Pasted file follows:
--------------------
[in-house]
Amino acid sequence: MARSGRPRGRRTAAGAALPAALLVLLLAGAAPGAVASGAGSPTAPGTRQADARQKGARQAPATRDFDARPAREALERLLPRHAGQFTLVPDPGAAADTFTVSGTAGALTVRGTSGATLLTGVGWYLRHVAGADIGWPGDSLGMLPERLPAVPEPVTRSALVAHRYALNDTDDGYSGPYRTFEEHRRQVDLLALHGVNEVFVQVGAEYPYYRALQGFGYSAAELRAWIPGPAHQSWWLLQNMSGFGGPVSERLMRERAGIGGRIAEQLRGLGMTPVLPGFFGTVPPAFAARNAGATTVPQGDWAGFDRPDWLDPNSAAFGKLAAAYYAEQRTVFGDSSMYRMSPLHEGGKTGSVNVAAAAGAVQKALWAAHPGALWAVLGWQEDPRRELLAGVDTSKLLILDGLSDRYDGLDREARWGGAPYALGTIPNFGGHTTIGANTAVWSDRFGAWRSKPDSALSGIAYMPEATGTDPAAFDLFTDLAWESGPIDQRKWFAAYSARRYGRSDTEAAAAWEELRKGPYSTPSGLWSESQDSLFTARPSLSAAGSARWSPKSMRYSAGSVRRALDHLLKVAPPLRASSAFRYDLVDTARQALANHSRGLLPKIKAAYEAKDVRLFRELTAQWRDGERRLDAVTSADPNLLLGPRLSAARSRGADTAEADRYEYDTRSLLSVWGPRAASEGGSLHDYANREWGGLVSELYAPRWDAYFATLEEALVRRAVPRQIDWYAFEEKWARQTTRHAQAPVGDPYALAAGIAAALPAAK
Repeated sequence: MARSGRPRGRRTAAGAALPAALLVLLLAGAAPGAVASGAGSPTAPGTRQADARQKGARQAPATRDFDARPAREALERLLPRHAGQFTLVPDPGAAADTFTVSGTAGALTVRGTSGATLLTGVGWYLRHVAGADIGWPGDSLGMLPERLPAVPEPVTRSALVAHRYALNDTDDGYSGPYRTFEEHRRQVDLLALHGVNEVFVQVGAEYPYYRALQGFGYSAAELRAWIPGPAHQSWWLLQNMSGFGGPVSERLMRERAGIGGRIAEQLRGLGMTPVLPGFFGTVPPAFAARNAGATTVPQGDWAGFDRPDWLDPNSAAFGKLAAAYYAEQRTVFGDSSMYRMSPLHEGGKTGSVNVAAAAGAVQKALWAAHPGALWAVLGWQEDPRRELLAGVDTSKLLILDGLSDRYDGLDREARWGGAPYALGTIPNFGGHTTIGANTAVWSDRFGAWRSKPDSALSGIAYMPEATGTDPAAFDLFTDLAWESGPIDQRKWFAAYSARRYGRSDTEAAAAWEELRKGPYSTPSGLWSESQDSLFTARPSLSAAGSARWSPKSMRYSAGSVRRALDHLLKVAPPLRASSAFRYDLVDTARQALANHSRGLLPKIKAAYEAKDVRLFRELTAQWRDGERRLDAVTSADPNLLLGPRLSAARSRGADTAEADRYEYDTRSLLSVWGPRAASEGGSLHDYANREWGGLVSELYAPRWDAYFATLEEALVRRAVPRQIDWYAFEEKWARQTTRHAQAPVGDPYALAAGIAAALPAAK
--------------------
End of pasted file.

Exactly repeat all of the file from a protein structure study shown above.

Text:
[in-house]
Amino acid sequence: MARSGRPRGRRTAAGAALPAALLVLLLAGAAPGAVASGAGSPTAPGTRQADARQKGARQAPATRDFDARPAREALERLLPRHAGQFTLVPDPGAAADTFTVSGTAGALTVRGTSGATLLTGVGWYLRHVAGADIGWPGDSLGMLPERLPAVPEPVTRSALVAHRYALNDTDDGYSGPYRTFEEHRRQVDLLALHGVNEVFVQVGAEYPYYRALQGFGYSAAELRAWIPGPAHQSWWLLQNMSGFGGPVSERLMRERAGIGGRIAEQLRGLGMTPVLPGFFGTVPPAFAARNAGATTVPQGDWAGFDRPDWLDPNSAAFGKLAAAYYAEQRTVFGDSSMYRMSPLHEGGKTGSVNVAAAAGAVQKALWAAHPGALWAVLGWQEDPRRELLAGVDTSKLLILDGLSDRYDGLDREARWGGAPYALGTIPNFGGHTTIGANTAVWSDRFGAWRSKPDSALSGIAYMPEATGTDPAAFDLFTDLAWESGPIDQRKWFAAYSARRYGRSDTEAAAAWEELRKGPYSTPSGLWSESQDSLFTARPSLSAAGSARWSPKSMRYSAGSVRRALDHLLKVAPPLRASSAFRYDLVDTARQALANHSRGLLPKIKAAYEAKDVRLFRELTAQWRDGERRLDAVTSADPNLLLGPRLSAARSRGADTAEADRYEYDTRSLLSVWGPRAASEGGSLHDYANREWGGLVSELYAPRWDAYFATLEEALVRRAVPRQIDWYAFEEKWARQTTRHAQAPVGDPYALAAGIAAALPAAK
Repeated sequence: MARSGRPRGRRTAAGAALPAALLVLLLAGAAPGAVASGAGSPTAPGTRQADARQKGARQAPATRDFDARPAREALERLLPRHAGQFTLVPDPGAAADTFTVSGTAGALTVRGTSGATLLTGVGWYLRHVAGADIGWPGDSLGMLPERLPAVPEPVTRSALVAHRYALNDTDDGYSGPYRTFEEHRRQVDLLALHGVNEVFVQVGAEYPYYRALQGFGYSAAELRAWIPGPAHQSWWLLQNMSGFGGPVSERLMRERAGIGGRIAEQLRGLGMTPVLPGFFGTVPPAFAARNAGATTVPQGDWAGFDRPDWLDPNSAAFGKLAAAYYAEQRTVFGDSSMYRMSPLHEGGKTGSVNVAAAAGAVQKALWAAHPGALWAVLGWQEDPRRELLAGVDTSKLLILDGLSDRYDGLDREARWGGAPYALGTIPNFGGHTTIGANTAVWSDRFGAWRSKPDSALSGIAYMPEATGTDPAAFDLFTDLAWESGPIDQRKWFAAYSARRYGRSDTEAAAAWEELRKGPYSTPSGLWSESQDSLFTARPSLSAAGSARWSPKSMRYSAGSVRRALDHLLKVAPPLRASSAFRYDLVDTARQALANHSRGLLPKIKAAYEAKDVRLFRELTAQWRDGERRLDAVTSADPNLLLGPRLSAARSRGADTAEADRYEYDTRSLLSVWGPRAASEGGSLHDYANREWGGLVSELYAPRWDAYFATLEEALVRRAVPRQIDWYAFEEKWARQTTRHAQAPVGDPYALAAGIAAALPAAK